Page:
>>>>I have a "pointing Labrador" that does this. Lab
experiment that was too soon
released for public consumption? It could
be useful, but seems to "mess with the
dog's mind" and conflict with scent
pointing unseen birds. A cool, calm and
collected temperment might be
able to handle the several modes of working birds but
this dog is the
antithesis of cool, calm and
That reminds me
of something Cj wrote about some years ago. The topic for the discussion was the
function in a dogs nose to determine the direction and distance to a source of
scent in 3 dimensions with the aid of more than 1 sensor. He told about this
spider living near water and hunting on the surface of the water. If the spider
held two feet on the surface of the water it could accurately determine the
distance and direction to the victim from the vibrationes the victim caused on
the surface, senced by the spiders feet, out to a certain range of say A. If the
spider held 4 feet on the surface, hence having doubled the number of sensors,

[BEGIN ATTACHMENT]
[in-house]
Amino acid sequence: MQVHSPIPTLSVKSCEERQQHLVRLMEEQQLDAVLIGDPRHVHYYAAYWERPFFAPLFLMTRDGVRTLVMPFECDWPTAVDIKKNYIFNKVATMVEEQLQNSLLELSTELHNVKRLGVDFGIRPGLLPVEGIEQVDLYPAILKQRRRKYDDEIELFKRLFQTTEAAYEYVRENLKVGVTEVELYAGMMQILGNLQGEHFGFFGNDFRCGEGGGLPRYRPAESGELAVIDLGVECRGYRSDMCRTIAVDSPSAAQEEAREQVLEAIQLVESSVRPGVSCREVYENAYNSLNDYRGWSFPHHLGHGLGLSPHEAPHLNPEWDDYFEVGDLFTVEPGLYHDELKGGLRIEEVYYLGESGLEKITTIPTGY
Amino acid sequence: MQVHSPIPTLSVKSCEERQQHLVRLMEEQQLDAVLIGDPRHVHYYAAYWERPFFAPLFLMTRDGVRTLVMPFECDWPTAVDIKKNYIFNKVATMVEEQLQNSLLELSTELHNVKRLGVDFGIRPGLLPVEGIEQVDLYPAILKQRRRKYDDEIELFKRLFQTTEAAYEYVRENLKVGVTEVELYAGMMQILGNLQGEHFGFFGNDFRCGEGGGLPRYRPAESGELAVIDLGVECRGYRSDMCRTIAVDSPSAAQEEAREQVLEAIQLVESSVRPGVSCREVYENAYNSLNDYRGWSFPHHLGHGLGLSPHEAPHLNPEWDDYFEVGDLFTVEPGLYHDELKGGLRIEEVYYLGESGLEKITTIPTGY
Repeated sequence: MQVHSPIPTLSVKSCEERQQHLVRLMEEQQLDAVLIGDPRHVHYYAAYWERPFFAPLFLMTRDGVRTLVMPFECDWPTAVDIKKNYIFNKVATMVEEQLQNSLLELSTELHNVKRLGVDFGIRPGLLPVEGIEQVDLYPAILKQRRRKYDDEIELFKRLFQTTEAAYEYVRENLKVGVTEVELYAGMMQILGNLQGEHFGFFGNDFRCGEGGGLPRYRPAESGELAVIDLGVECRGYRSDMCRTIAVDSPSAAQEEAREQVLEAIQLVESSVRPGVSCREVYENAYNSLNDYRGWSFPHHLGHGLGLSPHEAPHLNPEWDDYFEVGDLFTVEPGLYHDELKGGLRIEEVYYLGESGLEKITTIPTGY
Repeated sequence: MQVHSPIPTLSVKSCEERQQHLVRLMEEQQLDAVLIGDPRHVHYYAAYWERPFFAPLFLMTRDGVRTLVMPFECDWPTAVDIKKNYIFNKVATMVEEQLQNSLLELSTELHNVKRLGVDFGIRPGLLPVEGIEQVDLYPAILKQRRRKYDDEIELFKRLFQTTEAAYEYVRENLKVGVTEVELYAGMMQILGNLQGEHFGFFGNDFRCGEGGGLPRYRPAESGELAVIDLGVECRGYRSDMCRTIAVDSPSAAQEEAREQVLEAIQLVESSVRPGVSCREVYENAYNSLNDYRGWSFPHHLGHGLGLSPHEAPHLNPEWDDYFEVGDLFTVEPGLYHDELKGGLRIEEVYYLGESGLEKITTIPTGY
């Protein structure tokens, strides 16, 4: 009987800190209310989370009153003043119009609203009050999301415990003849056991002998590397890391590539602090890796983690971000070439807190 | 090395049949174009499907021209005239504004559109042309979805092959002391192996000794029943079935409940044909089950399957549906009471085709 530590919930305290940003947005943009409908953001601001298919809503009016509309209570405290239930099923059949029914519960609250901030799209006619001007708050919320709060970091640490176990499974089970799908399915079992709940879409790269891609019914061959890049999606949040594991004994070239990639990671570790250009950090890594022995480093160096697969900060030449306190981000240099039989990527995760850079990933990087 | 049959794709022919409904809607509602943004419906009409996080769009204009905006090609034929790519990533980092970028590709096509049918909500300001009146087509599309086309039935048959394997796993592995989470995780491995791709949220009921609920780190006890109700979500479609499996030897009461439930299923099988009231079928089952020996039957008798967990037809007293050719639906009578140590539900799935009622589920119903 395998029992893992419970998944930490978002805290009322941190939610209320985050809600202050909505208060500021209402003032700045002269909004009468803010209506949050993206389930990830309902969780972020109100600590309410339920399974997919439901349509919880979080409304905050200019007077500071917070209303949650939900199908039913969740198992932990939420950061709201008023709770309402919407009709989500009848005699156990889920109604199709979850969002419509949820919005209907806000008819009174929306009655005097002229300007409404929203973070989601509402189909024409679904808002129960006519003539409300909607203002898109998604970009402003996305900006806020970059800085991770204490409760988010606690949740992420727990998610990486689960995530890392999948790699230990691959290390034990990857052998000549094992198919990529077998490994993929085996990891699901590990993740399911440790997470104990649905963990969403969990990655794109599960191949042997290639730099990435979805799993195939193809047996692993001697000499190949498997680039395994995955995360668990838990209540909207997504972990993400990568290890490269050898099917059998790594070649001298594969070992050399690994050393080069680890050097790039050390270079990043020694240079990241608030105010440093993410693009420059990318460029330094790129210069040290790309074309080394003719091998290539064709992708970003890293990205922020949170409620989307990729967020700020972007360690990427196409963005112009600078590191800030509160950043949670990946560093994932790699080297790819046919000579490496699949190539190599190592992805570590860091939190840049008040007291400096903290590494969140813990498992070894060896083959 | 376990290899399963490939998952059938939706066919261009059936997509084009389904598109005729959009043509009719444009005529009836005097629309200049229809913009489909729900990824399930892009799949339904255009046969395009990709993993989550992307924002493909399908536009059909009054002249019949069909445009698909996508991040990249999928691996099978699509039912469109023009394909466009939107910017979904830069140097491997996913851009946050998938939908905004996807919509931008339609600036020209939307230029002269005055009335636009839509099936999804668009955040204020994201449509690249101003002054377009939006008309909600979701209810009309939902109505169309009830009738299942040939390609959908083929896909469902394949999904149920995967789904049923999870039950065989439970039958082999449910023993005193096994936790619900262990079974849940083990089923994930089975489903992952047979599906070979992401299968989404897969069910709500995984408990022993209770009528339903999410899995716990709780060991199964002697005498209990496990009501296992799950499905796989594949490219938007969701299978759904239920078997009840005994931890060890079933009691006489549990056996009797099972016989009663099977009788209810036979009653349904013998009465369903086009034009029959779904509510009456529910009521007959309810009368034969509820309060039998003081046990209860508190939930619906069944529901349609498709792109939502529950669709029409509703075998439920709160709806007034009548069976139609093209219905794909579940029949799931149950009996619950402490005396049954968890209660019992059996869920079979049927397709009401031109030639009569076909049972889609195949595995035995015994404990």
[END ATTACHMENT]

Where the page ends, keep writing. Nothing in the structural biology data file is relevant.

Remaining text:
it could determine the position of the victim at a longer range B.
Why do I
mention all this? Because it is apparent that the spider has a much greater
ability to simultaneous interpretation of signals from different
sensors and to summarize them, than a dog has! So if we should discuss a
spiders mental characteristics we could say that they have a muuuuch better
nerve stability than any dog )) Or perhaps the spider lacks a nervous system
that can become nervous......
Once we are into mental characteristics I could
mention Briz adventures this weekend. She was handled at a commercial shoot with
mixed partridge and pheasant. I have for many years been bragging about the
relative accuracy of the Swedish mentality test made on sexually mature dogs.
Briz is not a star on that heaven, her mother Foxy
is. Briz dares to retrieve a wingshot living partridge but a big wounded
pheasant cock is too much of a danger for her. She finds them but does not dare
to pick them up and carry the struggling cock back home. A back-up retriever has
to do that. Foxy never has had such problems. In fact she has many times been a
back-up for the retrievers.
When Briz hits
something (dead or alive) she immediately cant recognize she uses agressivity,
barks with bristle up. When Foxy hits something she immediately cant recognize
she investigates it.
Once again I can with
triumph in my voice announce that a good nerve stability together with a lot of
courage is the first and last we should breed into our dogs. What we put in the
middle is of no value unless the first and last is there to start
Borta Med Vindens Kennel
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